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Book Review - Freakonomics
April 24, 2006
I elected to read Freakonomics as part of my ongoing effort to engage with books that have become fixtures on the New York Times list of bestsellers. This title has spent many weeks on that list and has sold millions of copies. This is a bit surprising for a book dealing with the decidedly unsexy discipline of economics. Still, the subtitle, “A Rogue Economist Explores the Hidden Side of Everything” hints at a level of fun, interest and accessibility that might not be found in an economics textbook.
The rogue economist in question is Steven Levitt, who has apparently been awarded the John Bates Clark Medal, which is awarded every two years to the best American economist under forty. That means little to me but it does sound impressive. Levitt, the economist, colaborated with Stephen Dubner, a writer, to create Freakonomics. Levitt, it seems, is a particularly brilliant man and one who approaches the field in an unorthodox way. Dubner reflects on his early impressions of the man: “He seemed to look at things not so much as an academic but as a very smart and curious explorer—a documentary filmmaker, perhaps, or a foreign investigator or a bookie whose markets ranged from sports to crime to pop culture. He professed little interest in the sort of monetary issues that come to mind when most people think about economics.” Levitt’s underlying belief is this: “That the modern world, despite a surfeit of obfuscation, complication and downright deceit, is not impenetrable, is not unknowable, and—if the right questions are asked—is even more intruiging than we think. All it takes is a new way of looking.”
As we might expect, Freakonomics introduces many of these new ways of looking at the world. The authors warn in advance that there is not really a unifying theme to the book. In some ways, each chapter stands on its own. The authors do not state a thesis and attempt to build towards proving it as they move from point-to-point. Having said that, there is a common thread that runs throughout. The theme is simple: It is little more than thinking sensibly about how people behave in the real world. The book deals primarily with causes as the authors attempt to help the reader look beyond the obvious to what may be less apparent but more satisfying.
And so they ask, “what do schoolteachers have in common with sumo wrestlers?” The answer, it seems, at least in the case of the Chicago Public School teachers, is that they cheat. Having found that cheating and corruption are widespread, they ask whether this should cause us to believe tha mankind is innately and universally corrupt. This is an interesting application for a book dealing with economics. But it seems that there is some overlap between economics and morality. “[M]orality represents the way we would like the world to work and economics represents how it actually does work,” they claim. Economics would seem to show that the great majority of people are generally moral.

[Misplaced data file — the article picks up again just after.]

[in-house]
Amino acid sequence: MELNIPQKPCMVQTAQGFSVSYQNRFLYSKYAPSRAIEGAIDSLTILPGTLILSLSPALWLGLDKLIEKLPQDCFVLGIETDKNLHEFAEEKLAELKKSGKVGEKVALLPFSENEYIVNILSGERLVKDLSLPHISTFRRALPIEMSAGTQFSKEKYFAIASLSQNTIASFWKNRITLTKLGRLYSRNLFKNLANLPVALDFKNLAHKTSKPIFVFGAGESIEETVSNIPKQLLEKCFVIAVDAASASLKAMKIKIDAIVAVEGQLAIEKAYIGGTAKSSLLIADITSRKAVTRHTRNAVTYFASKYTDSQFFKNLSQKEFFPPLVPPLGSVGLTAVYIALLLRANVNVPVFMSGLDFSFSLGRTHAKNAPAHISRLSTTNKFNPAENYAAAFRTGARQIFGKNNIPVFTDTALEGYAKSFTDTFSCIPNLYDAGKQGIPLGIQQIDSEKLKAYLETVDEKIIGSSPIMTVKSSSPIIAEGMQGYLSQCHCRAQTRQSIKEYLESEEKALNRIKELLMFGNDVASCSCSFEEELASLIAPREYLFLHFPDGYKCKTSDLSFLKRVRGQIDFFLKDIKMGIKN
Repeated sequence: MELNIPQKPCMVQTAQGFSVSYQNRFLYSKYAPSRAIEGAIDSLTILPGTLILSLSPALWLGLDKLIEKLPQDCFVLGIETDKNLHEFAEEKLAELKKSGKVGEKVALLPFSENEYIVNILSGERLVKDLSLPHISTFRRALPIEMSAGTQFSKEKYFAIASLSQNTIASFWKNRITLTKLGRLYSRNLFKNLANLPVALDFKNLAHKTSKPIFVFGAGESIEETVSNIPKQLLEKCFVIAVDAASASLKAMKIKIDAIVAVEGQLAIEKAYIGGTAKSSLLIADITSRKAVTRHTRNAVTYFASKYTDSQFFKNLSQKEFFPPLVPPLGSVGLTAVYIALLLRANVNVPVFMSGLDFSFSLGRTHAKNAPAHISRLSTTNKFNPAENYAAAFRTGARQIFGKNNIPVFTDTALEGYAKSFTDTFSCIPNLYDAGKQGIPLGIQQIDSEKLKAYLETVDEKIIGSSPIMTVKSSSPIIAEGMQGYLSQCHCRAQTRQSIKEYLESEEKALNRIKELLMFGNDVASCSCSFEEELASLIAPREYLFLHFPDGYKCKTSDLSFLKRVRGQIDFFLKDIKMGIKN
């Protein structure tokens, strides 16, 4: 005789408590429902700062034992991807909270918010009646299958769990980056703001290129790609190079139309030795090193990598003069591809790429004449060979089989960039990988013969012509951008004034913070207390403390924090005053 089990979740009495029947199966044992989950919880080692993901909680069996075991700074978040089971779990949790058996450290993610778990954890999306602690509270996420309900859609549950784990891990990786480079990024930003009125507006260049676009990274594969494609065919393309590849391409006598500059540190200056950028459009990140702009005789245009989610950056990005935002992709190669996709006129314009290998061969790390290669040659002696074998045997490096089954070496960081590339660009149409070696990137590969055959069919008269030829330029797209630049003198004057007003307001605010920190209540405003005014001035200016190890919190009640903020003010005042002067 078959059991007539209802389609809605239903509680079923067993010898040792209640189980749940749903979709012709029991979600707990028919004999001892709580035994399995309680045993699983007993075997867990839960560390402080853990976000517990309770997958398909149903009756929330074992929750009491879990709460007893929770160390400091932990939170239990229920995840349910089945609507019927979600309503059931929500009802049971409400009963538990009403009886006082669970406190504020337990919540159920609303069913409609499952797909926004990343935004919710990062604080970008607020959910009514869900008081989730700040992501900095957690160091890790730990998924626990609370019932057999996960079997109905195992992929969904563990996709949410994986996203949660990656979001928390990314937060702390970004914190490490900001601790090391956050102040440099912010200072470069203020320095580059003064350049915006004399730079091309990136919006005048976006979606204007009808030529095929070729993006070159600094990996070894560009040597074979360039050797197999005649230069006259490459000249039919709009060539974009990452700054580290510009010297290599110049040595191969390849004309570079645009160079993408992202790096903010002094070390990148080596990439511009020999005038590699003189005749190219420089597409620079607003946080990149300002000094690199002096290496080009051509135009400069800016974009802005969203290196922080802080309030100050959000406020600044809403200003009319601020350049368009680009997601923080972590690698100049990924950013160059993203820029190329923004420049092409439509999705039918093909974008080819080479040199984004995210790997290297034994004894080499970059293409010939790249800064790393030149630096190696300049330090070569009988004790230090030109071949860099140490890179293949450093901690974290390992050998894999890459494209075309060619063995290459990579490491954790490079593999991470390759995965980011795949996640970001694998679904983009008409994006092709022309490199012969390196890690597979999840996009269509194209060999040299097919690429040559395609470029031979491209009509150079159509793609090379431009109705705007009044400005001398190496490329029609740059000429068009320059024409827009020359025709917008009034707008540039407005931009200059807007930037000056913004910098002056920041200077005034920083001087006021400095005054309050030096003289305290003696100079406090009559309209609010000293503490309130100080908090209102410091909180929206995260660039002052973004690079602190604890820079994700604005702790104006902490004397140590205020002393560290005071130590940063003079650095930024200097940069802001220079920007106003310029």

The book continues to answer questions that no one but Levitt has ever asked. “How is the Ku Klux Klan like a group of real estate agents?” “Why do drug dealers still live with their moms?” “Where have all the criminals gone?” This questions receives what is no doubt the most notorious answer in this book. Hoping to understand why crime rates, which had climbed for almost two decades, suddenly fell in the 1990’s, Levitt came to a startling conclusion. He traced this decline to the advent of legalized abortion, suggesting (and, at least to some extent, proving) that Roe vs Wade had ensured that millions of unwanted children, the very children most likely to grow up to become criminals, were never born. “[T]he very factors that drove millions of American women to have an abortion also seemed to predict that their children, had they been born, would have led unhappy and possibly criminal lives.” He does not comment on the morality of this, though he does suggest that the data proves that the “trade-off between higher abortion and lower crime is, by an economist’s reckoning, terribly inefficient.” Yet he also makes a particularly horrifying statement. “What the link between abortion and crime does say is this: when the government gives a woman the opportunity to make her own decision about abortion, she generally does a good job of figuring out if she is in a position to raise the baby well. If she decides she can’t, she often chooses the abortion.” The closing chapters ask, “What makes a good parent” and then examines whether a person who has a distinctly black name suffers an economic disadvantage.
While Freakonomics contained plenty of interesting data and anecdotes, I found the overall experience somewhat disappointing. The value of the book was more in isolated pockets of information than in the central claims of the book. While Levitt and Dubner have given some food for thought and may help their readers to look beyond obvious causes, I don’t know that there is a lot of benefit in reading this book. Perhaps its greatest value is in challenging us, especially those of us who profess to be Christians, to ensure that our morality, which is how we would like the world to work, is consistent with our economics, which is the way the world really does work. In this way, economics and morality are two sides of the same coin.